"I am currently pondering a new, deeply thought, original, and in many ways disturbing book by Paul Kottman, Love as Human Freedom. It posits, first of all, a radical transformation of consciousness in the feminist-sexualist-genderist familial-arrangement that has [taken place] within the last century or so in certain areas of the world where work and labor, interpersonal relationships, and institutions such as marriage, courtship, divorce, same-sex relationships, patriarchy, and rights of the unborn, women, animals, and children have undergone changes un-thought of except in the most radical utopias of the past. Having posited this radical transformation, Kottman accounts for it by transformations in loving relationships rather than (solely) by changes in the infrastructures of modernizing societies. He suggests that love is itself not only a specific kind of relationship between subjects and objects of desire, but is, rather, a means of knowledge production. Older and still predominant notions of love worldwide presume a relationship of dominance-subordination between lovers, with one of the lovers assuming the subaltern in what is essentially a kind of (Hegelian) bondsman-servant or master-slave relationship. Rebellion against this kind of relationship occurs as a long result of the effects of the kind of knowledge we can have of ourselves and of others by way of loving. We find out or come closer to finding out who we are (what kind of person we are) by loving—not always, of course, but could we ever find out who we are if we never loved or were loved?  The payoff of this book, indicated by the title, is contained in the idea that love provides the only or the principal basis for a freedom that is uniquely human. Love provides the experience that allows us to enter into intimate relations with others while, at the same time, seeing these relations as a basis, not for domination, but for living a free life (as free as an incarnated being's life can hope to be) and willing the freedom of those we love as well."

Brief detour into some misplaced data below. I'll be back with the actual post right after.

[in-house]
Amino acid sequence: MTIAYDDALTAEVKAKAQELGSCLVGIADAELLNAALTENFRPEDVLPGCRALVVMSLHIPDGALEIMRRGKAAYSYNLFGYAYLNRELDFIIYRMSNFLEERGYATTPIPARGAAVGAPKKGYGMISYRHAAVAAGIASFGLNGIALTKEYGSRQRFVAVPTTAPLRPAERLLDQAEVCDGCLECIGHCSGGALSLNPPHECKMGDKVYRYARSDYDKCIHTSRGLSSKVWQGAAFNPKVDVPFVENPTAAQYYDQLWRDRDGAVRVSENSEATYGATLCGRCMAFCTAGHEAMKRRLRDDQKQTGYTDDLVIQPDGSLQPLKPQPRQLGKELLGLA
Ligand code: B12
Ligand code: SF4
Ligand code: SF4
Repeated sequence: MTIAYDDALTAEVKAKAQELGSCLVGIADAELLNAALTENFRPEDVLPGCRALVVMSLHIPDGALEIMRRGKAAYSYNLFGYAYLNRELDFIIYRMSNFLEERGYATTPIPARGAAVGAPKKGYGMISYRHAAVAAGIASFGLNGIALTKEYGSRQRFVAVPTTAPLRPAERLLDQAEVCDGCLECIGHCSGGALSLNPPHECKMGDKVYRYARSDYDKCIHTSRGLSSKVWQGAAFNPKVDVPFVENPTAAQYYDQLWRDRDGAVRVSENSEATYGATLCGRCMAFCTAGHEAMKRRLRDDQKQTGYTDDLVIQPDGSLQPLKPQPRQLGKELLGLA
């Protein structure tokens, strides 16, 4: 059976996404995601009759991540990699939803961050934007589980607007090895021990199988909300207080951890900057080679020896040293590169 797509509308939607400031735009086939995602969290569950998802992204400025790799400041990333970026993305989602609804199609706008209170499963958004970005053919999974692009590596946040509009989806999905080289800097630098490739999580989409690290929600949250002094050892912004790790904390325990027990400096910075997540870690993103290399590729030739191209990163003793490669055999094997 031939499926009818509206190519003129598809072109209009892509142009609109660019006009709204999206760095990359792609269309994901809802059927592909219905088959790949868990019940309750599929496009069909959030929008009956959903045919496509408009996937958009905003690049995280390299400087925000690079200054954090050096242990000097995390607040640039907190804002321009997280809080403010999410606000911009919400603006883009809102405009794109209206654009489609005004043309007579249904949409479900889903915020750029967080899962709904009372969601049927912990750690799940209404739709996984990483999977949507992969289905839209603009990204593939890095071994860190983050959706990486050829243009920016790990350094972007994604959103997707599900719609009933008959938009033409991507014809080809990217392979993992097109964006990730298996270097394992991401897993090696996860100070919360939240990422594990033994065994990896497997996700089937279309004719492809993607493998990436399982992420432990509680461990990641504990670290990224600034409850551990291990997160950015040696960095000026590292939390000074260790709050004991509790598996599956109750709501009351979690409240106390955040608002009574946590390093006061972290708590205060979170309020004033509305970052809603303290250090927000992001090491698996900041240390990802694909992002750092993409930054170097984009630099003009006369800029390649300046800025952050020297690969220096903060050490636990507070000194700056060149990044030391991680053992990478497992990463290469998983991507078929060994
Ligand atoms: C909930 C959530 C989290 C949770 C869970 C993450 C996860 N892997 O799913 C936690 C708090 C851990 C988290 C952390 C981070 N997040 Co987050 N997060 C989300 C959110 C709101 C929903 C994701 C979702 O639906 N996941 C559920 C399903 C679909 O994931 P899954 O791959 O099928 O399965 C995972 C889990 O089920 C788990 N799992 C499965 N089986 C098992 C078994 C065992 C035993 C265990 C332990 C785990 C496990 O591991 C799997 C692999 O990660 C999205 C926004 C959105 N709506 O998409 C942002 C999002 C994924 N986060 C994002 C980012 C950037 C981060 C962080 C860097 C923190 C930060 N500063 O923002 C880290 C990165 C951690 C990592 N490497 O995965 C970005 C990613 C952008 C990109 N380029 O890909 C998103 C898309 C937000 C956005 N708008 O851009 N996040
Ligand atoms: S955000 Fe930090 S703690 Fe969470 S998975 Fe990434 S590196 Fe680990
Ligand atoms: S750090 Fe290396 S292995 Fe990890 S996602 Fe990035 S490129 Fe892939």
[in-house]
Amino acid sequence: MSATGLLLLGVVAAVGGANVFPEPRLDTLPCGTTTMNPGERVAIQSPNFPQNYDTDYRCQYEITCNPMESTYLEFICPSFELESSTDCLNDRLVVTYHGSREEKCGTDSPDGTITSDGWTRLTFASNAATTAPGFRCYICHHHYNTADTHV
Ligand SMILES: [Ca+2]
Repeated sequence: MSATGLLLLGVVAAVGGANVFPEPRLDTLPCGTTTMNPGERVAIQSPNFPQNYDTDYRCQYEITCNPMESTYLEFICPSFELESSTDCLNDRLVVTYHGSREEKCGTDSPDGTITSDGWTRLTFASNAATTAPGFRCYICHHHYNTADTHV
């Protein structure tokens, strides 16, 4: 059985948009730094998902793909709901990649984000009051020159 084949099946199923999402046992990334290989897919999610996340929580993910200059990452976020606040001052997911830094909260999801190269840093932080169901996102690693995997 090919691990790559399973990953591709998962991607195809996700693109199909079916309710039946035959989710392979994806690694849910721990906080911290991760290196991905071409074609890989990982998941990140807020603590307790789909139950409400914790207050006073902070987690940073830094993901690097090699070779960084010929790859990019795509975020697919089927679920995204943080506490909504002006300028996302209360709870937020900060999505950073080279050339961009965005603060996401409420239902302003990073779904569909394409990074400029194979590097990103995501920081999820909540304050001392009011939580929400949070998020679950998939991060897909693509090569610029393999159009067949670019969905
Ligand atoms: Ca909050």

—Hayden White, University of California, Santa Cruz
"I do not intend to exaggerate, but this may be the best contemporary stuff on love I have ever read. It is as if Paul Kottman wanted to write the book on love that Hegel himself would have written as if he were alive today. There are some controversial and frankly exaggeratedly bold claims, but the central thesis—roughly, that love, as passion, is a form of collectiveaction that is somehow aimed at understanding and changing the world—is striking. The most fascinating thing is though how the author manages to drop mind-blowing, original interpretations of some of the most discussed literary texts in the (Western) canon: Romeo and Juliet and Othello; Anna Karenina and Madame Bovary. Here, you can also find the best philosophical justification ever for birth control and reproductive technologies. Even if you do not give a (philosophical) $%^# about love and sexuality, read this book!!!"
—Federica Gregoratto, University of St. Gallen
"I'm writing to say – with difficulty, because reaching for superlatives can easily end in expressive failure: I found your book stunning. I get most of my academic reading satisfaction these days from micro-technical textual commentaries on German philosophy. I can't recall when I last read anything that similarly bowled me over with originality & subtlety of vision. I've been recommending it to all relevantly receptive friends. Had I written anything with the same scope and of such quality, my worry would be what to do next."
—Sebastian Gardner, University College London
"Kottman provides a brilliant, speculative account of the problems that had to be solved—and that are still being solved—in order for love to acquire its contemporary significance. The story that he tells in rich detail succeeds in making sense of love's sense-making power."
—Andrew Cutrofello, Los Angeles Review of Books